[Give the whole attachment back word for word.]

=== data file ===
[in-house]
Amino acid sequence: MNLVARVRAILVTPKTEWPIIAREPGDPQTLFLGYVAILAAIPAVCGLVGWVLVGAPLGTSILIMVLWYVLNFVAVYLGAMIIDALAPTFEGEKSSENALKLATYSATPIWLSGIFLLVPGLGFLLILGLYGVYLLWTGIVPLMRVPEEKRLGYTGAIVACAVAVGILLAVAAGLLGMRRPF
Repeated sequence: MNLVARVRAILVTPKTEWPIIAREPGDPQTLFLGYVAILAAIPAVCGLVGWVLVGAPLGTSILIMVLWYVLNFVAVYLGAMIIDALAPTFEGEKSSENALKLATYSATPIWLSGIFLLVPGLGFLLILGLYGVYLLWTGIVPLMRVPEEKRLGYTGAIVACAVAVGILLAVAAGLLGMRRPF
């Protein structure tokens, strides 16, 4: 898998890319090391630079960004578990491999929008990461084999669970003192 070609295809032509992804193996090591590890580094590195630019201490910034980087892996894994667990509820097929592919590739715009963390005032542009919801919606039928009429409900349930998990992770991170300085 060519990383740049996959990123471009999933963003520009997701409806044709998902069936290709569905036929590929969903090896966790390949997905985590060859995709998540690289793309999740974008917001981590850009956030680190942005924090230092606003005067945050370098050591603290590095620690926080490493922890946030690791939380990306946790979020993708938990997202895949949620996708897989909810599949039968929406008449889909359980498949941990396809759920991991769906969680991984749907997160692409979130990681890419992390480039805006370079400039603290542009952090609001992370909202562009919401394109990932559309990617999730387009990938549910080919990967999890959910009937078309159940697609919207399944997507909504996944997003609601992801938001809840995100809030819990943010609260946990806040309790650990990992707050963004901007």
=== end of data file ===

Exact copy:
[in-house]
Amino acid sequence: MNLVARVRAILVTPKTEWPIIAREPGDPQTLFLGYVAILAAIPAVCGLVGWVLVGAPLGTSILIMVLWYVLNFVAVYLGAMIIDALAPTFEGEKSSENALKLATYSATPIWLSGIFLLVPGLGFLLILGLYGVYLLWTGIVPLMRVPEEKRLGYTGAIVACAVAVGILLAVAAGLLGMRRPF
Repeated sequence: MNLVARVRAILVTPKTEWPIIAREPGDPQTLFLGYVAILAAIPAVCGLVGWVLVGAPLGTSILIMVLWYVLNFVAVYLGAMIIDALAPTFEGEKSSENALKLATYSATPIWLSGIFLLVPGLGFLLILGLYGVYLLWTGIVPLMRVPEEKRLGYTGAIVACAVAVGILLAVAAGLLGMRRPF
């Protein structure tokens, strides 16, 4: 898998890319090391630079960004578990491999929008990461084999669970003192 070609295809032509992804193996090591590890580094590195630019201490910034980087892996894994667990509820097929592919590739715009963390005032542009919801919606039928009429409900349930998990992770991170300085 060519990383740049996959990123471009999933963003520009997701409806044709998902069936290709569905036929590929969903090896966790390949997905985590060859995709998540690289793309999740974008917001981590850009956030680190942005924090230092606003005067945050370098050591603290590095620690926080490493922890946030690791939380990306946790979020993708938990997202895949949620996708897989909810599949039968929406008449889909359980498949941990396809759920991991769906969680991984749907997160692409979130990681890419992390480039805006370079400039603290542009952090609001992370909202562009919401394109990932559309990617999730387009990938549910080919990967999890959910009937078309159940697609919207399944997507909504996944997003609601992801938001809840995100809030819990943010609260946990806040309790650990990992707050963004901007």